The Art of Fear: A Bucket of Blood

Who says the art world isn’t scary? The Art of Fear takes on Roger Corman’s classic A Bucket of Blood.

If there’s a better satirical film on the art world than A Bucket of Blood (1959) then I certainly haven’t seen it (Pecker and Untitled come close-ish). Corman’s hilarious jab at the beatnik artist types of the 1950s easily translates into the ridiculousness of today’s contemporary art world. Though made by the ‘King of B-movies’ and reportedly made for a mere $50k, A Bucket of Blood is a thoughtful and provoking look at the beginning of contemporary art as cultural phenomenon. It owes a lot to House of Wax in its relationship to revenge and the frustrating experience of creating artwork whether the artist is deformed as in House of Wax or without talent as in A Bucket of Blood. However, it quite cleverly mimics the capriciousness of the art world. As Sarah Thornton writes in her enthnographic study Seven Days in the Art World, ‘It’s [the contemporary art world] structured around nebulous and often contradictory hierarchies of fame, credibility, imagined historical importance, institutional affiliation, education, perceived intelligence, wealth, and attributes such as the size of one’s collection.’[1] More than fifty years after its release, the satire in A Bucket of Blood is still relevant and relatable.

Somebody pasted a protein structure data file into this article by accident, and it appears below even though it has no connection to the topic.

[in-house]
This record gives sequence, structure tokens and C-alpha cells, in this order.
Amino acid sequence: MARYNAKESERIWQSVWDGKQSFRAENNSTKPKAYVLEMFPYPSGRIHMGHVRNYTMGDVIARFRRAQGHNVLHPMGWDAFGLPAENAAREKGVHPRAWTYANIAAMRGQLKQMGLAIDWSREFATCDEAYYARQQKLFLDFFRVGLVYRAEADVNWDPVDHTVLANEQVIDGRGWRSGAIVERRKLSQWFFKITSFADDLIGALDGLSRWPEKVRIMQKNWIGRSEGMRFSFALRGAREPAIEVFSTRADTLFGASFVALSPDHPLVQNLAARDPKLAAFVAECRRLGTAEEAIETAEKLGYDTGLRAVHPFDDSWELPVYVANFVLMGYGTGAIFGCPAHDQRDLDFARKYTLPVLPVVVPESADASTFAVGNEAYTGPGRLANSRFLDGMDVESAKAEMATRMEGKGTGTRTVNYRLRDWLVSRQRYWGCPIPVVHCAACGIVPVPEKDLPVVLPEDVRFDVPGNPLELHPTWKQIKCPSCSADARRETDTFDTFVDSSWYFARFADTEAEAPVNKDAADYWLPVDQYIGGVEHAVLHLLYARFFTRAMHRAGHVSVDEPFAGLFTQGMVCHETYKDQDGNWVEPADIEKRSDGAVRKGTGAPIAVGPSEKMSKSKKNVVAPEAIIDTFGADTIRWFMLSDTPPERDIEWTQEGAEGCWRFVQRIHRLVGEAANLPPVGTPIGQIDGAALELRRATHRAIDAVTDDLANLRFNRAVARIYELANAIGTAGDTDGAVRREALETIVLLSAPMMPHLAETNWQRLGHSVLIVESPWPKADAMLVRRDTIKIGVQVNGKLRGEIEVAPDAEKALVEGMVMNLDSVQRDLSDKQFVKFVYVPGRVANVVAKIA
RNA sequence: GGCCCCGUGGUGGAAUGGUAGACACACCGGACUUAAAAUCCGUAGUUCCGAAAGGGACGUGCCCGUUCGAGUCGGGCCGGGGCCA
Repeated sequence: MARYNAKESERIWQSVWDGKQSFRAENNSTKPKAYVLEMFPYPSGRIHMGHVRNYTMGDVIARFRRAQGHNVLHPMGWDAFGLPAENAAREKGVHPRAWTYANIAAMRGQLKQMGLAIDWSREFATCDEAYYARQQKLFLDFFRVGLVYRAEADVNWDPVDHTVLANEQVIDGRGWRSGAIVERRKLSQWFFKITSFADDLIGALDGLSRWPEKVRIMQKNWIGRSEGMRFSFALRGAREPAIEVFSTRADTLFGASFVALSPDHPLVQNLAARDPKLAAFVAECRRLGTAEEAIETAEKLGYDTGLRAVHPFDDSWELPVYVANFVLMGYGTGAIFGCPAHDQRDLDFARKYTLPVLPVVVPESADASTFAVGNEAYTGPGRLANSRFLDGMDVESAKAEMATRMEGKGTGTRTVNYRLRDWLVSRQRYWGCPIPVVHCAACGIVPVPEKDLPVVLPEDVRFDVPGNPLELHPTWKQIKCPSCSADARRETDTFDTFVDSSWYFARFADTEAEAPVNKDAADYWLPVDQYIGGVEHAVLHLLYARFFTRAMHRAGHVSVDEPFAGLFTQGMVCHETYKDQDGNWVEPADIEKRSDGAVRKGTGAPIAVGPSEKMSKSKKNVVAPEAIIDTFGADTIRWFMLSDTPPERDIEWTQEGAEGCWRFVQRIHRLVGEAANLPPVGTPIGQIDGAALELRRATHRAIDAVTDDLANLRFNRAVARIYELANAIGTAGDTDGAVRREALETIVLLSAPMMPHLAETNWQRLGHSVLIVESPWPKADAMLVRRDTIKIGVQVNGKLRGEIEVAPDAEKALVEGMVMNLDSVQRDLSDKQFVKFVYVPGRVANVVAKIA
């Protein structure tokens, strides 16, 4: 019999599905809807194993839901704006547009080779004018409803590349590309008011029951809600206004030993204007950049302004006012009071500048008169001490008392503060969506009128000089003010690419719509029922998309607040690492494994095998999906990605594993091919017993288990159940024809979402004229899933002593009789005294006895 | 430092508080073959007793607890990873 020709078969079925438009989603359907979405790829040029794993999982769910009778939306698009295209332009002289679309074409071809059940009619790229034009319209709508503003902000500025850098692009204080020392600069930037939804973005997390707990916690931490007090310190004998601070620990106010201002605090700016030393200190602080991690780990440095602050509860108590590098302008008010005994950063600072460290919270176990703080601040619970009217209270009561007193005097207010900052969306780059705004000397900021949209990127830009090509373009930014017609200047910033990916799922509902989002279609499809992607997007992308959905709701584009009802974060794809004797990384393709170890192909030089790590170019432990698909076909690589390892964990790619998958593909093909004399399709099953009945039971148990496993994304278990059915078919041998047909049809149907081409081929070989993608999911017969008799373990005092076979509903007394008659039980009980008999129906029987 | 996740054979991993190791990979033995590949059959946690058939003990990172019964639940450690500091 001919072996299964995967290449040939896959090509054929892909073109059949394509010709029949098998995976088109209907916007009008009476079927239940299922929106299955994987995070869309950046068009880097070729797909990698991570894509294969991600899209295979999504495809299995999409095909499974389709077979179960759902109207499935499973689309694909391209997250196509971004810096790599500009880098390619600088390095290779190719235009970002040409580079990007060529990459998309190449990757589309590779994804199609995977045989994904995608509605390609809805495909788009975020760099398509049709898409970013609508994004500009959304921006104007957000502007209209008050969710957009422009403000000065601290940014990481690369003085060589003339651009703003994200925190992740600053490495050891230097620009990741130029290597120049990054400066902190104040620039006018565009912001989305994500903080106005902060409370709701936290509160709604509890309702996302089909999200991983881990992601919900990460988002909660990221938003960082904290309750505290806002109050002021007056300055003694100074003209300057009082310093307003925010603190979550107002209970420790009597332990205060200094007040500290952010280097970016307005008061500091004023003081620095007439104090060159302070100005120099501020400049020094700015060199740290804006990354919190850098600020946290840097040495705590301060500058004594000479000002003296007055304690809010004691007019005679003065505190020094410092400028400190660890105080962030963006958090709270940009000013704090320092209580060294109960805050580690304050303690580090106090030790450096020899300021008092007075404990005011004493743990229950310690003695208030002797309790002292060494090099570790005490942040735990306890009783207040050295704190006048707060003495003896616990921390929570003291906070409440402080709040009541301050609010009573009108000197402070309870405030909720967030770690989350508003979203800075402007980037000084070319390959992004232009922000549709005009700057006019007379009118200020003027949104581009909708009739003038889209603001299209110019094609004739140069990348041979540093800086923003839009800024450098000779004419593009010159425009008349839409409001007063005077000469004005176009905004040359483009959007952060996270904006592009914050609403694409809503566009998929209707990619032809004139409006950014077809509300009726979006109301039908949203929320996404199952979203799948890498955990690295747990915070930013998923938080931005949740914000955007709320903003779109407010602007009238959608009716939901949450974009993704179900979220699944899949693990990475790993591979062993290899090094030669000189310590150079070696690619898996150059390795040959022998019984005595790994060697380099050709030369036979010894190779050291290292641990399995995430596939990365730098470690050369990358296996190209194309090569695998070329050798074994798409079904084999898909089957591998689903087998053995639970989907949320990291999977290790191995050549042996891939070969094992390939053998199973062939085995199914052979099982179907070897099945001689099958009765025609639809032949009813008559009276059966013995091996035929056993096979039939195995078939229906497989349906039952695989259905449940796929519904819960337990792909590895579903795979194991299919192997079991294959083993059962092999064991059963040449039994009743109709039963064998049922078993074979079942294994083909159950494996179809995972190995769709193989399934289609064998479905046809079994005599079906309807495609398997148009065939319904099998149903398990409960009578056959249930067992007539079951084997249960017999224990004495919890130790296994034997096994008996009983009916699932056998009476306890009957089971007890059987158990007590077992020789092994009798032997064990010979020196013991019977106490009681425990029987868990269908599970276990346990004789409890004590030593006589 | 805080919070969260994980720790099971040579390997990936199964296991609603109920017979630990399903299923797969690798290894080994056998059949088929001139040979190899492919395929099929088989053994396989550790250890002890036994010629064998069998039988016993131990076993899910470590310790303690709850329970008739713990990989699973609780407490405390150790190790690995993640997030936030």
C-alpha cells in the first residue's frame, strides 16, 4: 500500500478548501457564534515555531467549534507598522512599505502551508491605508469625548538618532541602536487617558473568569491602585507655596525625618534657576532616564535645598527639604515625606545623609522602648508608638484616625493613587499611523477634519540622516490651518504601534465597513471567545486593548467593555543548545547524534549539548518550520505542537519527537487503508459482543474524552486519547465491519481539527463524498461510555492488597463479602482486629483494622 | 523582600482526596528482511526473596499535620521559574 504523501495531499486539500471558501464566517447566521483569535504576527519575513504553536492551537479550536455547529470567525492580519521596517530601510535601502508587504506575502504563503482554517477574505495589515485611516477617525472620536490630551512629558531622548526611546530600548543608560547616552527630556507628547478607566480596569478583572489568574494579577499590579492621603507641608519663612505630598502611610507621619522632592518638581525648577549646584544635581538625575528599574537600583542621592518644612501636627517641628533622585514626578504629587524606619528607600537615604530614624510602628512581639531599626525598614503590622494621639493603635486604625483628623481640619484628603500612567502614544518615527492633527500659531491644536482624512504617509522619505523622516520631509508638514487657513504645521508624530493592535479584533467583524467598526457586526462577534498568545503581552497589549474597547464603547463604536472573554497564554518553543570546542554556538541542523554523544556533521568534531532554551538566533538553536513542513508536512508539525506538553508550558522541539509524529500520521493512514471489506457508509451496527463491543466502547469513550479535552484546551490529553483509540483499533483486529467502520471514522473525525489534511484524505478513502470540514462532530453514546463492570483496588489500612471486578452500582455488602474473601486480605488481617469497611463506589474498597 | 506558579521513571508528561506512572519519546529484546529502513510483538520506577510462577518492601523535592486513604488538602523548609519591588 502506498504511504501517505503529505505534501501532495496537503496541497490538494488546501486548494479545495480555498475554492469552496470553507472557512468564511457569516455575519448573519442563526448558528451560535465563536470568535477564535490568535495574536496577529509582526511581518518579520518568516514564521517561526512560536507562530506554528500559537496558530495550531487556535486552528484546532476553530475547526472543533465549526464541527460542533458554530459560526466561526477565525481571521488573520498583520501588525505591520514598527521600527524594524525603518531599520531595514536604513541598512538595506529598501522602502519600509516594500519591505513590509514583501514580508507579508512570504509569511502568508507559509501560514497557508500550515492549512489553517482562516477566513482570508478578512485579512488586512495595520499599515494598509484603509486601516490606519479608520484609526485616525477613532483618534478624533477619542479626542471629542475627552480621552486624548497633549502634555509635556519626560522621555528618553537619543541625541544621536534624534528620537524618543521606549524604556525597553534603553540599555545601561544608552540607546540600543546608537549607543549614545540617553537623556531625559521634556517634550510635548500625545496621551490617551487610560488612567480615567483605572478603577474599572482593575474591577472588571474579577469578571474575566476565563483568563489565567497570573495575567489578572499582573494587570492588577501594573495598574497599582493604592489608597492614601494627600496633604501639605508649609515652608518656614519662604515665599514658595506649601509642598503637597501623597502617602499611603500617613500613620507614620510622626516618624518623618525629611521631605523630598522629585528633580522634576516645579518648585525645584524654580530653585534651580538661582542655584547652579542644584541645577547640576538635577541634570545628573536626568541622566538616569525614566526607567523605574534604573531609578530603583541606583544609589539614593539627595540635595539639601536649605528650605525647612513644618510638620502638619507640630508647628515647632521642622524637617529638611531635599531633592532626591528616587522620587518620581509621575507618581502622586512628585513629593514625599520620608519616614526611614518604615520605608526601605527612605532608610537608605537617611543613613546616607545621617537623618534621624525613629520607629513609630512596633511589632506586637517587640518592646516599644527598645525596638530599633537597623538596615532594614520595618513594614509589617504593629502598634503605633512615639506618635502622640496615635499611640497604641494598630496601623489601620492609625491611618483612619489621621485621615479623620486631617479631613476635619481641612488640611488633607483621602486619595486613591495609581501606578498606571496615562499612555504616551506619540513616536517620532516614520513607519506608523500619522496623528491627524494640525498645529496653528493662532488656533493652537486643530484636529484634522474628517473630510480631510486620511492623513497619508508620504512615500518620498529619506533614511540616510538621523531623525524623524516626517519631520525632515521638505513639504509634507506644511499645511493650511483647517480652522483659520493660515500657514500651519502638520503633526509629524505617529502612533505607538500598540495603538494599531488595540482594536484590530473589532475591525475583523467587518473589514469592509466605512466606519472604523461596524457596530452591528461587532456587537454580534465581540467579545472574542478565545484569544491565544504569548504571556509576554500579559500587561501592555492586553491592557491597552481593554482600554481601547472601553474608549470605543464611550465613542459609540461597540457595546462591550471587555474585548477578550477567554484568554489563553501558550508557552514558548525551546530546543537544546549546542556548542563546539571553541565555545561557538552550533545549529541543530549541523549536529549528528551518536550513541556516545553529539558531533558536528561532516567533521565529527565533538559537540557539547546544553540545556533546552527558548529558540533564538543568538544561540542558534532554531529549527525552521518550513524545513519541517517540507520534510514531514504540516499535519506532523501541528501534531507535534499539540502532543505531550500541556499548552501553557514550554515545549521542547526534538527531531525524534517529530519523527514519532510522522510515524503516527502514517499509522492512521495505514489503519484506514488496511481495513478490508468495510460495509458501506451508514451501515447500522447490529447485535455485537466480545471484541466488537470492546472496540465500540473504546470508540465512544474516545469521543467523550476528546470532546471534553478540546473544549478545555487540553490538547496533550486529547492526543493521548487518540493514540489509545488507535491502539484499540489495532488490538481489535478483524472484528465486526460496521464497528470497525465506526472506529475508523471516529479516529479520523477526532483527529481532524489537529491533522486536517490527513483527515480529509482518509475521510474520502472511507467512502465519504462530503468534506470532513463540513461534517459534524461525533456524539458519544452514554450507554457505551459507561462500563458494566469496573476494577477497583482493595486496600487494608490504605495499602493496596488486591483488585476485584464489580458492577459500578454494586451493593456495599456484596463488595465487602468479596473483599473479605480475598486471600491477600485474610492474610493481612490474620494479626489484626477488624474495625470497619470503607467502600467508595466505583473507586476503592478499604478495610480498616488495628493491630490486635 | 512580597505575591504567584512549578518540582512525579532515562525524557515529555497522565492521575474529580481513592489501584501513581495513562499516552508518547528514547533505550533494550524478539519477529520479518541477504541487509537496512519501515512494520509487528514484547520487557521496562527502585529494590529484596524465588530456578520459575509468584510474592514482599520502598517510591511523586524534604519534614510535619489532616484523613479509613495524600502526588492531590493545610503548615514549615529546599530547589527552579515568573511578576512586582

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The Art of Fear: The Fall of the House of Usher

Family portraits in The Fall of the House of Usher encapsulate the Usher’s ‘plague of evil’.

The second film for The Art of Fear is Roger Corman’s vibrant The Fall of the House of Usher or House of Usher (1960) starring the estimable Vincent Price. Like The Picture of Dorian Gray the film adapts a literary classic, Edgar Allen Poe’s short story of the same name published in 1839. It is the first of eight movies Corman would use Poe, sometimes adding a little H.P. Lovecraft into the mix, and besides The Masque of the Red Death it is the best of the bunch. Paintings actually factor in many of the Corman/Price/Poe movies – remember the watchful painting of the ‘dead’ wife in The Pit and the Pendulum (1961) and the looming ancestral portrait in The Haunted Palace (1963). Considering Corman’s original A Bucket of Blood (next feature on AOF), perhaps he has an art fetish!

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